I take a dip in the glacier water and begin counting my breaths. After fifteen or so seconds, I come out fluttering and sit on a rock. I put my glasses aside, close my eyes to the sun, and let it warm my uncovered skin. The whole valley sings to the tune of the river.

It’s the first sunny weekend in Washington State in an age. People in the Pacific Northwest wait and live, and wait to live, moments like these. I nap on a rock in the middle of Baker River surrounded by peaks of the North Cascades. It is more comfortable than my bed at home.

North Cascades National Park contains some of America’s most beautiful mountain scenery — high jagged peaks, ridges, slopes, and countless cascading waterfalls. On my hike, a ranger tells me there are over 1,700 plant species here — ferns and fungi, hundreds of birds, reptiles, and amphibians, and thousands of insects.

This landscape, however, is gradually shifting due to climate change. The National Park Service is working hard to preserve these parklands’ majestic mountain scenery, glaciers (more than any other national park outside Alaska), and other natural & historical features for future generations.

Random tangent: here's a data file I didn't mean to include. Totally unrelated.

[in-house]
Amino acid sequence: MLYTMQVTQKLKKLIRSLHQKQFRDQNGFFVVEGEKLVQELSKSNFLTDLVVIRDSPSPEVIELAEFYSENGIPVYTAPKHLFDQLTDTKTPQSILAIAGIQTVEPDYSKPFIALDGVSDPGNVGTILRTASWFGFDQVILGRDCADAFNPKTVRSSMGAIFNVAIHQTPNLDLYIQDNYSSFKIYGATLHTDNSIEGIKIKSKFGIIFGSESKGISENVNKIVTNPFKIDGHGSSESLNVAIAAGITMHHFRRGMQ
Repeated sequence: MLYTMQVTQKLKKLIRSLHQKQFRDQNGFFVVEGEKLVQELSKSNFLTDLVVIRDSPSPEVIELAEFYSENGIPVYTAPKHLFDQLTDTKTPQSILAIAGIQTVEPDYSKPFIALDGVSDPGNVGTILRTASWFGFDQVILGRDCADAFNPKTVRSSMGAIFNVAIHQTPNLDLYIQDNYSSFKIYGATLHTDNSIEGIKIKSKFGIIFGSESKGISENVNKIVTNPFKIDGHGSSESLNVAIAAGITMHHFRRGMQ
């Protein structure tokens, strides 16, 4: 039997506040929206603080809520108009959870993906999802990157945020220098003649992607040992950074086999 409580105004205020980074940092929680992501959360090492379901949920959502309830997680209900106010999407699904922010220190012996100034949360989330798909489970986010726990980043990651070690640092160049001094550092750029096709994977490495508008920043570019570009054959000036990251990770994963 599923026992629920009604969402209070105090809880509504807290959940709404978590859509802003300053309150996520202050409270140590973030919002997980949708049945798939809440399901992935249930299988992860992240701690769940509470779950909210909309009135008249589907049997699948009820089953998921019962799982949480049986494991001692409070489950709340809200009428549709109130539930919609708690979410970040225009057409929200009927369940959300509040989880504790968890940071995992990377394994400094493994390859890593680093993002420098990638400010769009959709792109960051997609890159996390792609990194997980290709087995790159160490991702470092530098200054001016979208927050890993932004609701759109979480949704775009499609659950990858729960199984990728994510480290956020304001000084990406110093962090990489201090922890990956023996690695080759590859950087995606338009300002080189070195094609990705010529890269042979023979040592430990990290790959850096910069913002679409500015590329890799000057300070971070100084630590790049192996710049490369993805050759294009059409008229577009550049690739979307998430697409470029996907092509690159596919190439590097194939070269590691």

When I wake up, I have to rub my eyes to believe the reality. The austere grandeur of the North Cascades has me on the fine line between a dream and reality. I don’t know what time it is, but neither do I feel any need to know. I just know that now, then, is mine. And that now is mine.

In the moments of distraction, all it takes to bring me back to the present is attention. Beginning with my breath, feeling the rise and fall of my chest, then feeling my feet touching the earth, and the touch of the wind caressing my face. And realizing that NOW is mine.

This article originally appeared on Medium and is republished here with permission.

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